Once More, Mr. Nice Guy

Reminted Billion Dollar Babies recalls a time when Alice Cooper ruled the world and didn't have to become the 34th president to do it

Few people realize that this Babies opener was not a Cooper original -- even fewer know that it was also the opening track of Judy Collins' 1969 album Who Knows Where the Time Goes.

Cooper: The very first version we heard was a demo tape, actually. Rolf Kemp was a crippled guy from Canada and he was a friend of Bob Ezrin's. I was listening to it as the opening of the show and this was perfect. It had the kind of feel of "Send in the Clowns." I was thinking of it in a much bigger electrical way, but I loved the grandness of it. The funny thing was we never took outside material. We wrote everything. We took it and made it Cooperesque. In the end, we probably did write half of it but gave him all the writing credits. People always want to hear that song, that's how lasting it is.

Ezrin: It's beautiful. You've got to remember the times. It's a little hippie-ish. Judy's version was like "Let the show of my life begin." It had nothing to do with the show itself. But in my mind, it could. I believed it was a way to open our show.

They're only in it for the money: The Alice Cooper Band poses in full Billion Dollar Babies regalia.
David Bailey
They're only in it for the money: The Alice Cooper Band poses in full Billion Dollar Babies regalia.
Cooper: "We were so popular it was undeniable."
Cooper: "We were so popular it was undeniable."

When Collins sang, she was a mere spectator. "So I will sit and act so prim/And I will laugh when this thing begins." This wouldn't do for a showman like Cooper, who opted to stand "strong and thin" and scream, "God, I feel so strong" over a fadeout that sounds like cannons blasting. Circus magazine once intimated that the noises on the coda were the sound of some arcade games Cooper had installed in the studio.

Ezrin: I don't remember what's on the end of the track. Then again, it was the '70s.

"Raped and Freezing"

What would've been a strong contender for a single on anyone else's album served as filler between two killer tracks, but what filler! Alice has the seduction tables turned on him by a little old lady from Santa Fe. With a few nips and tucks, it's a brisker "Be My Lover" minus one consenting adult.


Released six months in advance of the album as a quick follow-up to "School's Out," "Elected" also tied in beautifully with the '72 presidential race, where anyone who never lied to ya seemed like a viable candidate. Like "Hello Hooray," it was a radically reconstructed version of an older tune, this time from the band's back catalogue, as the track appeared in an early version on their debut, Pretties for You.

Cooper: We couldn't let that one go because we'd already had a huge anthem. We saw the election coming and thought, "We'll just tap into the 'Elvis for President' thing. We'll make it 'Alice for President' because I was the only one who could ever make that work. People say we came very close. I'm sure all the freaks wrote me in. But who'd want that job?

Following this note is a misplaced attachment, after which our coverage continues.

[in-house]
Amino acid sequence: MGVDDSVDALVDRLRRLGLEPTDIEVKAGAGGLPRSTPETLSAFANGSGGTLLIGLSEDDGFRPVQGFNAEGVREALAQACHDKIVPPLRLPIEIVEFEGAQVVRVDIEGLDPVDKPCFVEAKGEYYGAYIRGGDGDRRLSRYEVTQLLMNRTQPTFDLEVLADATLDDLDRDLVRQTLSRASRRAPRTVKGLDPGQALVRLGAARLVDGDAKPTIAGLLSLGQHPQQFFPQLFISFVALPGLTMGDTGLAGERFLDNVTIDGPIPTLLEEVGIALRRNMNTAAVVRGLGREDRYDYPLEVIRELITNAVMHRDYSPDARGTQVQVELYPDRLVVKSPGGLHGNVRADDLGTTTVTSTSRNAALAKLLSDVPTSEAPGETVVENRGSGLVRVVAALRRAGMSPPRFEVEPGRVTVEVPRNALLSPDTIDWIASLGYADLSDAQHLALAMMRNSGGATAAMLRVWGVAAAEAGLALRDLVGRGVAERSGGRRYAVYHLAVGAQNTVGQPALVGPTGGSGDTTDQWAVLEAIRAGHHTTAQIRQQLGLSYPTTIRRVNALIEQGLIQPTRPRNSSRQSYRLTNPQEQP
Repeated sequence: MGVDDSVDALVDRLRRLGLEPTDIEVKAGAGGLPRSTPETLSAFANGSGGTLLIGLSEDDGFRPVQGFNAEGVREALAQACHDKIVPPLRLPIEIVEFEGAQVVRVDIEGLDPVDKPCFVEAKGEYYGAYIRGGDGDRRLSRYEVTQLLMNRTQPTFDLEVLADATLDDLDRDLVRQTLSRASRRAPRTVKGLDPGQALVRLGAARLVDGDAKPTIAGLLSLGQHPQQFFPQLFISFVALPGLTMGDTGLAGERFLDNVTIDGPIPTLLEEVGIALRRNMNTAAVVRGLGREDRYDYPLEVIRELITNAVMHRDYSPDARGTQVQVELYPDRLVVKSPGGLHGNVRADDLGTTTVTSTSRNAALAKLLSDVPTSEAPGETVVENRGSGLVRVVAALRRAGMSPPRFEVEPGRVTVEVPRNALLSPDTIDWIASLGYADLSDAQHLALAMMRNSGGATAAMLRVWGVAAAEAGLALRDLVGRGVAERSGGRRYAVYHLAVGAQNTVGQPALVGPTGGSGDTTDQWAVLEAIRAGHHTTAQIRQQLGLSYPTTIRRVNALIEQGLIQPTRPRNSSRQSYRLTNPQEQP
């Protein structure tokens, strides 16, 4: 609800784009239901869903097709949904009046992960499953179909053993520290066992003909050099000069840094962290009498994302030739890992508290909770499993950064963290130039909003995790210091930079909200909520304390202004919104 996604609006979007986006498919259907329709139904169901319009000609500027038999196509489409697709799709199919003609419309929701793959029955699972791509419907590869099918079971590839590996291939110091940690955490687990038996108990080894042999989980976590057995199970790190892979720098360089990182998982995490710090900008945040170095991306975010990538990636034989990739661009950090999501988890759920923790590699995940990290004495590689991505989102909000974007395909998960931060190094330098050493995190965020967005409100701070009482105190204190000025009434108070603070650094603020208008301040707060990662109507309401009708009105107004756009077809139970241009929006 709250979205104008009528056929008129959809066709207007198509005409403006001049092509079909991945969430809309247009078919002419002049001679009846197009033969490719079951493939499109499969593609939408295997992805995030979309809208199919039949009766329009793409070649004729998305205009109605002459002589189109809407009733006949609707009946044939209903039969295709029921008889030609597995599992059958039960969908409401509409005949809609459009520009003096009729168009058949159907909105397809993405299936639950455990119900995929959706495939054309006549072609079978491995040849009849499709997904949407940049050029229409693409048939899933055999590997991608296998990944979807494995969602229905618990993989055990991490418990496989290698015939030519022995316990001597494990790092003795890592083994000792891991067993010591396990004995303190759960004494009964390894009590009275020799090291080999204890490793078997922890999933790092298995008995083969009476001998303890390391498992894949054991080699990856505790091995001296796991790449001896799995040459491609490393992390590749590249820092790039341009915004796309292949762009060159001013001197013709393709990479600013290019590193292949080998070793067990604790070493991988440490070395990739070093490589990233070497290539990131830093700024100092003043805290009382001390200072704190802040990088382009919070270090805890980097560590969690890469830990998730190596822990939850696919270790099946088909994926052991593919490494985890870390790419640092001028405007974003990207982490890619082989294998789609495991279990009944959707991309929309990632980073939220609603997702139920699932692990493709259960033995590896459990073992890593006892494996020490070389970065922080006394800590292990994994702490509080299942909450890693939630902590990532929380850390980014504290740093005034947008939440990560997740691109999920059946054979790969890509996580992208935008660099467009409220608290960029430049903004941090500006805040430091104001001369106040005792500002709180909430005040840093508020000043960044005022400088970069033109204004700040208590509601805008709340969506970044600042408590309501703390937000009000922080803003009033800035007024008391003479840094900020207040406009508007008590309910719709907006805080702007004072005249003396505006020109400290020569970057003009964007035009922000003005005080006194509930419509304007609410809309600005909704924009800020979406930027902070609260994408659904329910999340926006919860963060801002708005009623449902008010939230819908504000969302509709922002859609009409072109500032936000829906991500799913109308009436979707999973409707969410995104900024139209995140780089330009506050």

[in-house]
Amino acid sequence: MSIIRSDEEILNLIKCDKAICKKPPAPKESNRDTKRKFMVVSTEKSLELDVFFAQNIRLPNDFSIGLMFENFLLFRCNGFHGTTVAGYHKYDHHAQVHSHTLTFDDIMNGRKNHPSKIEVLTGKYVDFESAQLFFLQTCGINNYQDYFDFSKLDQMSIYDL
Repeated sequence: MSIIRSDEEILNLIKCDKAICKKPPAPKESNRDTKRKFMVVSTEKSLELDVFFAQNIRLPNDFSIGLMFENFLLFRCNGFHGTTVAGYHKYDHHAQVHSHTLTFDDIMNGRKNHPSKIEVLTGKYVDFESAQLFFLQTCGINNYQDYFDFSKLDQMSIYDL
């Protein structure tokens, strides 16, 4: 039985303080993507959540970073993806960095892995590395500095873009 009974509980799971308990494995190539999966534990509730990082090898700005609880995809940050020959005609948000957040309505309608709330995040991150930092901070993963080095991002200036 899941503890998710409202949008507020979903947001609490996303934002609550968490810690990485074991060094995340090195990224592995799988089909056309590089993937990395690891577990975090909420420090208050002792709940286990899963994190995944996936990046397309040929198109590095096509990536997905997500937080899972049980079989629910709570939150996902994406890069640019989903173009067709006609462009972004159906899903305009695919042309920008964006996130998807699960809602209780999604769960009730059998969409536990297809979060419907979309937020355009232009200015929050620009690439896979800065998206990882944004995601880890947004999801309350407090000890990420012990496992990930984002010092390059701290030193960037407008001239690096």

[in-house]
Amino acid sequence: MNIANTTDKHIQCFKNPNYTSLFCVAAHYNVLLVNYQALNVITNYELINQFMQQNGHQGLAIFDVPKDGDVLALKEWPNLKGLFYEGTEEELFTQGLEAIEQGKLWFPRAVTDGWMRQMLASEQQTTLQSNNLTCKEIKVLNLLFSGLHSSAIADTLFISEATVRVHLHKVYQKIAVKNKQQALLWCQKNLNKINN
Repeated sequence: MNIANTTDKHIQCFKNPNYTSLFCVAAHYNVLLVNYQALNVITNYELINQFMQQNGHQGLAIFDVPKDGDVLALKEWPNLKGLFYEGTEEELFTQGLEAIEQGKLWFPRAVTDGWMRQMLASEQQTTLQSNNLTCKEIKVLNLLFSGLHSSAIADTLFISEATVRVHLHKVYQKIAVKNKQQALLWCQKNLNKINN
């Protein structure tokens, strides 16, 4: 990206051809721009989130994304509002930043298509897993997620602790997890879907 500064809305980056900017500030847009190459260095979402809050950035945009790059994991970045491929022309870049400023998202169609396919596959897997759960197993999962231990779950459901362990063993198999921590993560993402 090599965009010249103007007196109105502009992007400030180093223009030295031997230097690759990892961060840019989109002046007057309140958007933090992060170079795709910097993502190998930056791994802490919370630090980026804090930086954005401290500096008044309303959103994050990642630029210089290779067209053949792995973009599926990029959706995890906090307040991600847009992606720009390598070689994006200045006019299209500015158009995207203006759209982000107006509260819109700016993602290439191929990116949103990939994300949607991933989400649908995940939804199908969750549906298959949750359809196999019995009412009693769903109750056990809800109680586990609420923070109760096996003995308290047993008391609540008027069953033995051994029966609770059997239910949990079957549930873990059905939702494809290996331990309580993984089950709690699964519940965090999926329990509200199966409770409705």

Ezrin: It was, "Why don't we run Alice for President as a joke?" We had "Reflected," and we said, "Why don't we just change the words?" Well, we can't exactly just change the words, but it was a good starting point. The idea came first and the song was built to suit it. And what an amazing track that is. Listening to the tape recently, I was reminded what a wonderful record that was, how well-crafted. The only thing that I regret to this day is the mix, which I could've done a better job on. I just felt it could've been punchier and I could've had the vocals up more. In general, I could've made it sound ballsier.

Cooper: We made a small little film to go with the song. We didn't have really any place to play it. We didn't have any MTV, there wasn't even a Midnight Special or In Concert at that time. I consider "Elected" to be the first short video and Welcome to My Nightmare the first long full-length studio video.

On the "Elected" video and the Billion Dollar Babies sleeve photos, Cooper is seen without the trademark eye makeup. Perhaps a subliminal bid for respectability, so that Cooper might carry the South?

Cooper: Right. I don't know why we did that. Probably forgot to put it on. I don't think there was any conscious effort not to wear the makeup. I think we were in England and we forgot.

Brian Nelson: You were drunk. (Laughs.)

Cooper: Brian wasn't there to say, "Put your eye makeup on and take your watch off."

"Billion Dollar Babies"

Another Cooper trademark -- kicking off a song with a minimal amount of instrumentation. Many of Cooper's creepiest cuts feature Dennis Dunaway's isolated bass (a technique which made Jane's Addiction's first album seem rather Cooper-esque). On this track, the drums begin things all by their lonesome.

Ezrin: Very often, we'd start with one instrument and go from there. It was a device for making our songs theatrical and powerful and constantly growing in size. It was a way to be able to kick off a rock song and still have tons of punch left to come. If you started with everyone blasting, you had very little room to grow.

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